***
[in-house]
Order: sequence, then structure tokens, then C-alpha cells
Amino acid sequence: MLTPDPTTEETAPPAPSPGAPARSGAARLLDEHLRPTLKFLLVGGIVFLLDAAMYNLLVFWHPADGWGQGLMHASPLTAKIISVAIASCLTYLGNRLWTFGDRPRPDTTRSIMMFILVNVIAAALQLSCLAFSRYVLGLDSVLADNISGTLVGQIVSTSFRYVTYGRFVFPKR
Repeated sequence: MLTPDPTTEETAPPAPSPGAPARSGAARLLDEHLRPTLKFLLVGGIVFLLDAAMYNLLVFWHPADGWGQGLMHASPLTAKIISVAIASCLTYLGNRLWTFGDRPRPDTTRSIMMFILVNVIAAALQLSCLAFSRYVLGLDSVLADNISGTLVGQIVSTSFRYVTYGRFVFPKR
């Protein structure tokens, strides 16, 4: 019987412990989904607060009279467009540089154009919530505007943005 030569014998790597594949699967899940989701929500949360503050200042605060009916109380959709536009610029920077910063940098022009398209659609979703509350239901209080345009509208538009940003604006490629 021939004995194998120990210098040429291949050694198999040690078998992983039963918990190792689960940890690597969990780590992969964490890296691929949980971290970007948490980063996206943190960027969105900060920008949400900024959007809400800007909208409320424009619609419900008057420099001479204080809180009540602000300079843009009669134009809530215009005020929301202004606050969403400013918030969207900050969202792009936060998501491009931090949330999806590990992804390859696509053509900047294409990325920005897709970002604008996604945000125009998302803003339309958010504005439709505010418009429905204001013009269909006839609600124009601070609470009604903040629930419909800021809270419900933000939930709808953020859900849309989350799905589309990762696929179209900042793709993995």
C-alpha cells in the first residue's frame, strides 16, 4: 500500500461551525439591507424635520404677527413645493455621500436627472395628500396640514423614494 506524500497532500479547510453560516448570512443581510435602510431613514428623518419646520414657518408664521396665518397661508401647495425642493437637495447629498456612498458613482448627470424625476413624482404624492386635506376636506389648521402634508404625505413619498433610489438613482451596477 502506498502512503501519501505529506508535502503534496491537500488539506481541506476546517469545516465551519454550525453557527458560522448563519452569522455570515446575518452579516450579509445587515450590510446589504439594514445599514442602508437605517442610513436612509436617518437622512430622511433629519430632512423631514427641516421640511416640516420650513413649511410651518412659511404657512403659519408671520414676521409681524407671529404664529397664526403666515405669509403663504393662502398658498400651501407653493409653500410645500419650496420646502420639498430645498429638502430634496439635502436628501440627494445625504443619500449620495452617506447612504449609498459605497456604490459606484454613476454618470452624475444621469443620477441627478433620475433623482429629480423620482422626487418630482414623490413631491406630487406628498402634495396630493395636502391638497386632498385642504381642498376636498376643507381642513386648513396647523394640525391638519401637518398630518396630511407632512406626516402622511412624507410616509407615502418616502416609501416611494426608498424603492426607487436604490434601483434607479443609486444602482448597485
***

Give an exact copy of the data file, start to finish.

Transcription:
[in-house]
Order: sequence, then structure tokens, then C-alpha cells
Amino acid sequence: MLTPDPTTEETAPPAPSPGAPARSGAARLLDEHLRPTLKFLLVGGIVFLLDAAMYNLLVFWHPADGWGQGLMHASPLTAKIISVAIASCLTYLGNRLWTFGDRPRPDTTRSIMMFILVNVIAAALQLSCLAFSRYVLGLDSVLADNISGTLVGQIVSTSFRYVTYGRFVFPKR
Repeated sequence: MLTPDPTTEETAPPAPSPGAPARSGAARLLDEHLRPTLKFLLVGGIVFLLDAAMYNLLVFWHPADGWGQGLMHASPLTAKIISVAIASCLTYLGNRLWTFGDRPRPDTTRSIMMFILVNVIAAALQLSCLAFSRYVLGLDSVLADNISGTLVGQIVSTSFRYVTYGRFVFPKR
């Protein structure tokens, strides 16, 4: 019987412990989904607060009279467009540089154009919530505007943005 030569014998790597594949699967899940989701929500949360503050200042605060009916109380959709536009610029920077910063940098022009398209659609979703509350239901209080345009509208538009940003604006490629 021939004995194998120990210098040429291949050694198999040690078998992983039963918990190792689960940890690597969990780590992969964490890296691929949980971290970007948490980063996206943190960027969105900060920008949400900024959007809400800007909208409320424009619609419900008057420099001479204080809180009540602000300079843009009669134009809530215009005020929301202004606050969403400013918030969207900050969202792009936060998501491009931090949330999806590990992804390859696509053509900047294409990325920005897709970002604008996604945000125009998302803003339309958010504005439709505010418009429905204001013009269909006839609600124009601070609470009604903040629930419909800021809270419900933000939930709808953020859900849309989350799905589309990762696929179209900042793709993995």
C-alpha cells in the first residue's frame, strides 16, 4: 500500500461551525439591507424635520404677527413645493455621500436627472395628500396640514423614494 506524500497532500479547510453560516448570512443581510435602510431613514428623518419646520414657518408664521396665518397661508401647495425642493437637495447629498456612498458613482448627470424625476413624482404624492386635506376636506389648521402634508404625505413619498433610489438613482451596477 502506498502512503501519501505529506508535502503534496491537500488539506481541506476546517469545516465551519454550525453557527458560522448563519452569522455570515446575518452579516450579509445587515450590510446589504439594514445599514442602508437605517442610513436612509436617518437622512430622511433629519430632512423631514427641516421640511416640516420650513413649511410651518412659511404657512403659519408671520414676521409681524407671529404664529397664526403666515405669509403663504393662502398658498400651501407653493409653500410645500419650496420646502420639498430645498429638502430634496439635502436628501440627494445625504443619500449620495452617506447612504449609498459605497456604490459606484454613476454618470452624475444621469443620477441627478433620475433623482429629480423620482422626487418630482414623490413631491406630487406628498402634495396630493395636502391638497386632498385642504381642498376636498376643507381642513386648513396647523394640525391638519401637518398630518396630511407632512406626516402622511412624507410616509407615502418616502416609501416611494426608498424603492426607487436604490434601483434607479443609486444602482448597485